Pete Freitag Pete Freitag

TLSv1 and TLSv1.1 Disabled by Default in Java

Updated on April 10, 2024
By Pete Freitag

The OpenJDK Crypto Roadmap states that TLSv1 and TLSv1.1 will be disabled by default in OpenJDK versions released after April 20, 2021. This change also applies to Oracle, and all the JVMs that are derived from OpenJDK.

What versions of Java are impacted?

Java LTS versions 11.0.11, 1.8.0_291 and up have TLSv1 and TLSv1.1 disabled by default.

How are they disabling it? or how can I reenable it if I need to?

One nice feature you may not realize exists is the file. In Java 11 and up it is located in the folder conf/security/ under your JAVA_HOME. This file has a property called jdk.tls.disabledAlgorithms, right now it looks like this:

jdk.tls.disabledAlgorithms=SSLv3, RC4, DES, MD5withRSA, DH keySize < 1024, \
    EC keySize < 224, 3DES_EDE_CBC, anon, NULL

You can see that this setting is currently used to disable SSLv3 and a few other ciphers / parameters.

After April 20, 2021 my guess is that they are going to add TLSv1 and TLSv1.1 to this list.

Update: My guess was correct, this is what they did.

This is good to know, because you can make the change now to test and see if your application is impacted by adding those algorithms to jdk.tls.disabledAlgorithms now.

How can I re-enable TLSv1 and TLSv1.1 on newer JVMs?

If it turns out that you do need to still connect to https servers over these weaker protocols, then you can move them out of jdk.tls.disabledAlgorithms and into the setting jdk.tls.legacyAlgorithms.

According to the docs:

In some environments, a certain algorithm may be undesirable but it cannot be disabled because of its use in legacy applications. Legacy algorithms may still be supported, but applications should not use them as the security strength of legacy algorithms are usually not strong enough in practice.
During SSL/TLS security parameters negotiation, legacy algorithms will not be negotiated unless there are no other candidates.

This should only be done however if you are not able to upgrade the legacy servers to TLSv1.2 or TLSv1.3, for example because you don't operate them.

What error message might I get due to this?

Here's one you might see:

Unknown host: The server selected protocol version TLS10 is not accepted by client preferences [TLS13, TLS12]


The driver could not establish a secure connection to SQL Server by using Secure Sockets Layer (SSL) encryption. Error: "The server selected protocol version TLS10 is not accepted by client preferences [TLS12]".

You might also get a SSL Handshake Exception

Update: So far I've seen this issue come up a few times in JDBC / database connections using TLS / SSL, and https (eg cfhttp) connections. One thing to note is that some versions of MySQL Community edition only support TLSv1, you would need the paid version of MySQL to get TLSv1.2 support.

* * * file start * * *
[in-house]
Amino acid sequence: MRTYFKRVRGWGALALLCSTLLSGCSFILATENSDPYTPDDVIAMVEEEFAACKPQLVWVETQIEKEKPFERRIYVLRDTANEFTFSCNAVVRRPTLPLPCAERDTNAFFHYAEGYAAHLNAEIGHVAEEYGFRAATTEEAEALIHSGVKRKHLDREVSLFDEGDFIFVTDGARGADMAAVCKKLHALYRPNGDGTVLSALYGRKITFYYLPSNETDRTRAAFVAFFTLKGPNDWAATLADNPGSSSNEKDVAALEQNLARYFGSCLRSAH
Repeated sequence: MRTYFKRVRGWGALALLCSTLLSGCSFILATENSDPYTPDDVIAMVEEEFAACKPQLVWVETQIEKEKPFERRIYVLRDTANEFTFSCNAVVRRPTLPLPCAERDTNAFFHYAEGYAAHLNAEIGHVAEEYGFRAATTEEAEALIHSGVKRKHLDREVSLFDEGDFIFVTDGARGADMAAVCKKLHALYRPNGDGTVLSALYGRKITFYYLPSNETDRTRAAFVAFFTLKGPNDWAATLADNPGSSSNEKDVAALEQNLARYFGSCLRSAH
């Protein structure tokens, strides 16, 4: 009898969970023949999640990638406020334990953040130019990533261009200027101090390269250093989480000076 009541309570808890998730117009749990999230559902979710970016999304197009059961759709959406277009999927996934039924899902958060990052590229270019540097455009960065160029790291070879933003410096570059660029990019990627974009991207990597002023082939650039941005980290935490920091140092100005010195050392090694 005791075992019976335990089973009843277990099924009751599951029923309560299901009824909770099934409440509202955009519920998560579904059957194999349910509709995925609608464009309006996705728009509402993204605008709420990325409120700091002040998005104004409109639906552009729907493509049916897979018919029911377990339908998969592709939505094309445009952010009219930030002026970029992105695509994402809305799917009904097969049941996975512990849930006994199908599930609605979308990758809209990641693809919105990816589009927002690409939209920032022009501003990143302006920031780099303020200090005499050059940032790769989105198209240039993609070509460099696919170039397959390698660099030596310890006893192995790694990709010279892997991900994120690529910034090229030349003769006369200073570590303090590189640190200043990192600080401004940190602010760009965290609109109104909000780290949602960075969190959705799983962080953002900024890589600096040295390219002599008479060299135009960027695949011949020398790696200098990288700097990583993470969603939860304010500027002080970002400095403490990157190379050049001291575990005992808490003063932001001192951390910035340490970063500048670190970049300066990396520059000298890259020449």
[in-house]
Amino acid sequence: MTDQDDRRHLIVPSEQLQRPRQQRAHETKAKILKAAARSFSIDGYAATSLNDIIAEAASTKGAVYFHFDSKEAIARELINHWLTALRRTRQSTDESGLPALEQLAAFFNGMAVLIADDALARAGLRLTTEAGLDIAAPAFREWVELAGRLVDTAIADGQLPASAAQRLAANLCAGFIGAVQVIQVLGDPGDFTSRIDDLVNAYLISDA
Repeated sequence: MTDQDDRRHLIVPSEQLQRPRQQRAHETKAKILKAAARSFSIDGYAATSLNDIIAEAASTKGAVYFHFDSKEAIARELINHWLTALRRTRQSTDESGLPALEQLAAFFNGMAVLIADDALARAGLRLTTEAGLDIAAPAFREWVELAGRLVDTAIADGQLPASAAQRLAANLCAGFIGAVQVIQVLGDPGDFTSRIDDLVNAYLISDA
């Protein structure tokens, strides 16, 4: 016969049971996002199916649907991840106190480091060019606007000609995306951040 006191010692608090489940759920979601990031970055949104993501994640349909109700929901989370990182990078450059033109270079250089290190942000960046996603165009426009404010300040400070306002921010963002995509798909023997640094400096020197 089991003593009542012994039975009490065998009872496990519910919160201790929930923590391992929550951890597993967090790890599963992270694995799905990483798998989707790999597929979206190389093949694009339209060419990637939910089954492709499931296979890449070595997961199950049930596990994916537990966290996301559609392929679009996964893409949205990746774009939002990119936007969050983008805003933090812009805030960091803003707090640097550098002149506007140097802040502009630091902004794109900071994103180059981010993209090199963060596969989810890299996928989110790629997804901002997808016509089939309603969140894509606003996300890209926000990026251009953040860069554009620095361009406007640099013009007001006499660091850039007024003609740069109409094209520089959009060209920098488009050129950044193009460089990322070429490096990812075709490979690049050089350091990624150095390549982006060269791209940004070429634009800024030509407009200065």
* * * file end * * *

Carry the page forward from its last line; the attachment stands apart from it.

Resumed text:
I've also seen this show up in MSSQL / SQL Server TLS connections to older servers. For the data direct JDBC drivers (used by ColdFusion) you may need to add CryptoProtocolVersion=TLSv1.2 to the connection string.

java tls openjdk versions

TLSv1 and TLSv1.1 Disabled by Default in Java was first published on April 15, 2021.

If you like reading about java, tls, openjdk, or versions then you might also like:

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Thanks as always, Pete. And lest any miss the point, this will "be default" only in releases CREATED "after April 20, 2021".

(It's my experience with news like this that some readers could miss such a point and be fearing that this change might "just happen" to them, even without updating the JVM version.)

So to be clear: folks using Java 11.0.10 or Java 1.8.0_281 or earlier (the current Java "long term support releases") are unaffected, until those are updated and one implements that update.

But great point about how to go about "trying" the change before a subsequent update forces the change.
by Charlie Arehart on 04/15/2021 at 10:40:20 PM UTC
And now we can report that yep, a week after this post, Oracle DID create a new JVM version, and in it they DO confirm that they added those TLS versions to the file, and that "If you encounter issues, you can, at your own risk, re-enable the versions by removing "TLSv1" and/or "TLSv1.1" from the jdk.tls.disabledAlgorithms security property in the configuration file."

For more on the JVM updates (especially from the perspective of CF users), see a post I did:
by Charlie Arehart on 04/28/2021 at 8:54:38 PM UTC
Does anyone know if changing the jdk.tls.disabledAlgorithms security property requires a reboot of the operating system?
by Adam on 05/28/2021 at 8:14:01 PM UTC
@Adam - changing jdk.tls.disabledAlgorithms should not require an OS reboot, but you will need to restart whatever java processes you have running.
by Pete Freitag on 06/02/2021 at 4:15:04 PM UTC